Rising antibiotic resistance, less effective treatments of bacterial infections, freezing and remote Antarctica with its cold-loving microorganism and one passionate microbiologist…How is this all connected?
Without any doubts we know that medicine reached the point when antibiotic therapy becomes less and less effective due to constant spread of antibiotic resistance. This health problem becomes even more critical as we not only encounter bacteria resistant to one drug, but also multidrug resistant strains causing infections that are extremely hard to treat. Now, you may ask, how this problem relates to Antarctica?
Whiskey Bay view (James Ross Island, photo taken from Bibby Hill) (©Stanislava Králová).
A surprisingly high number of microorganisms
Microbiologists discovered over the past decades that Antarctica, although cold and unfavourable, is colonized by surprisingly high numbers of microorganisms showing extreme diversity. These microorganisms, whether bacteria, fungi, protists or algae were found to be fundamental for any ecological processes and function of Antarctic ecosystems. This means that microbial life in Antarctica is far more intense than it was initially expected. Looking into Antarctic microbiomes, two things were quickly noticed. At first, Antarctic microorganisms originating from intact and remote areas of this beautiful continent, are antibiotic resistant! How is that even possible without anthropogenic influence? The answer came right afterwards, it´s all about microbial interactions, microbial communication and competitiveness. If some bacteria produce natural antibiotics, other ones have to develop resistance mechanisms to protect themselves, otherwise they simply die.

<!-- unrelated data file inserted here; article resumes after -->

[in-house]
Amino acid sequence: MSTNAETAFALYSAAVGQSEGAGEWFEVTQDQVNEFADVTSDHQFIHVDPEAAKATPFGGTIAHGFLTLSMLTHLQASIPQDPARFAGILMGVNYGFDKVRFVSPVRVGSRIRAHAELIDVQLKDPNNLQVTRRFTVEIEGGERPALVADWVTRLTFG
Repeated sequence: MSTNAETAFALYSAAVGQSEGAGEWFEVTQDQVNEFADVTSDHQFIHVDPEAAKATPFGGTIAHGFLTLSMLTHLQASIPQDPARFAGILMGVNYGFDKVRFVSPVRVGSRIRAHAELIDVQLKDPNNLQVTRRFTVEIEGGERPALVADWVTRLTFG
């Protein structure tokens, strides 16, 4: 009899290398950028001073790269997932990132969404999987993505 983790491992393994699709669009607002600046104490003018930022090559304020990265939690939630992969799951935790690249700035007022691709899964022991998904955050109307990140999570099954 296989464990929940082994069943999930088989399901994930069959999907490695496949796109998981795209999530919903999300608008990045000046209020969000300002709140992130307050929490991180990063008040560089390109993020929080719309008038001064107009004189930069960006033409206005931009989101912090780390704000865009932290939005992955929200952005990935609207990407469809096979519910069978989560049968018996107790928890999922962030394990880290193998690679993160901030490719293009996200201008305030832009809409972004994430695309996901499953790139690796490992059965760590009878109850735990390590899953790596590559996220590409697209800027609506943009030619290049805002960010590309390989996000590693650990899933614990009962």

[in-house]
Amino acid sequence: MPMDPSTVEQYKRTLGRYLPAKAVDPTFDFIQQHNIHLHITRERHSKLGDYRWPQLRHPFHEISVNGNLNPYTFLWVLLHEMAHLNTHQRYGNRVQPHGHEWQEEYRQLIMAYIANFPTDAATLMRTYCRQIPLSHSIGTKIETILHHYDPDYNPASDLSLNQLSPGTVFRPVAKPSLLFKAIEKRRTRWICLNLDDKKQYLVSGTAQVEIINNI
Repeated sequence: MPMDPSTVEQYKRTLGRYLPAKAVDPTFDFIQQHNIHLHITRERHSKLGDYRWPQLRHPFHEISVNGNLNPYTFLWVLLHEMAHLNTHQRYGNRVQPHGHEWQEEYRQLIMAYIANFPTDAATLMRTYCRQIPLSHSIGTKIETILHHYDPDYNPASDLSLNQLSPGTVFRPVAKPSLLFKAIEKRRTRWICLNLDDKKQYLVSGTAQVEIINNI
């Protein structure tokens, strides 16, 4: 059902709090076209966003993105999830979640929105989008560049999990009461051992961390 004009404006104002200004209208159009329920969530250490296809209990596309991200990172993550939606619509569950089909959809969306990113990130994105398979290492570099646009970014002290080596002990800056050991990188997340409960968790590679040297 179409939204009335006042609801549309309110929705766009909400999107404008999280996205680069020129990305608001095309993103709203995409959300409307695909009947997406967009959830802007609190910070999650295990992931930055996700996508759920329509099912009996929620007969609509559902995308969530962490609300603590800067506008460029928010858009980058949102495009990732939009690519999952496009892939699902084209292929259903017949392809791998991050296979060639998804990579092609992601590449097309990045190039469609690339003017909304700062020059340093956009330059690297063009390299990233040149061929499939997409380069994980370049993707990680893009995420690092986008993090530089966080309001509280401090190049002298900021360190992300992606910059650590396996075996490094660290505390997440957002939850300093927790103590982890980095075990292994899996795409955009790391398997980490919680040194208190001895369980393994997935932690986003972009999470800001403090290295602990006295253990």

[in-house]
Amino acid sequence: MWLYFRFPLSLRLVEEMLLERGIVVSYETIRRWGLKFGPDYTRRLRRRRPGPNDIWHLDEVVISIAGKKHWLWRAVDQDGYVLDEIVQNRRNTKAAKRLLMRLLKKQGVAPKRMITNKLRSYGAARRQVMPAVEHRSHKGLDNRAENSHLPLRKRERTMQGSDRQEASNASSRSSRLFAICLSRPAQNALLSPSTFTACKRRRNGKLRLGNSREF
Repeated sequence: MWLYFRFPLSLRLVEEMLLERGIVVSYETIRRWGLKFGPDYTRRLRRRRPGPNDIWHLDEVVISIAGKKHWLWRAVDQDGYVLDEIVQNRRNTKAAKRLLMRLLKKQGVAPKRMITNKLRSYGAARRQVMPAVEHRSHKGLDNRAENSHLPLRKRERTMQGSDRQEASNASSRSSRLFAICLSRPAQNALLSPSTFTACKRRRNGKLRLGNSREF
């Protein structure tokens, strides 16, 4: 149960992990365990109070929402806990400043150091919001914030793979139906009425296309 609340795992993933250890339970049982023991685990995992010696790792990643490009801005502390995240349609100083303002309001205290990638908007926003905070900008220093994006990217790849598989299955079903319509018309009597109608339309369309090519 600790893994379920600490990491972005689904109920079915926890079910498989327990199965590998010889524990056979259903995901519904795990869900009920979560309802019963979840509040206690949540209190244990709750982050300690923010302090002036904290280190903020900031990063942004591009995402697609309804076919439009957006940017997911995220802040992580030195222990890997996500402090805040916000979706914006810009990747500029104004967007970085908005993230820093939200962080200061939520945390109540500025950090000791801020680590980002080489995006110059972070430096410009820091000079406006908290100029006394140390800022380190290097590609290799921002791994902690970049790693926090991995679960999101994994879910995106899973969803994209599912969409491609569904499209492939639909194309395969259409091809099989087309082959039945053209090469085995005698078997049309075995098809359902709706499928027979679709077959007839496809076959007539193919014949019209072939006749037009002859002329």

Indeed, looking into metagenomic data clearly showed that many of Antarctic bacteria possess so called biosynthetic gene clusters, simply fragments of genetic information that are associated with production of bioactive molecules including antibiotics. And this knowledge represents the good, or better said, great news. Although chances of discovery of novel antibiotics from well-known bacteria is constantly falling, we have come across a whole new and diverse source of unknown cold-adapted bacteria in Antarctica. We know that extreme and unusual environments are a promising source of novel antibiotic compounds. Now, we also know that Antarctic bacteria contain genetic information that may be responsible for production of antibiotic compounds.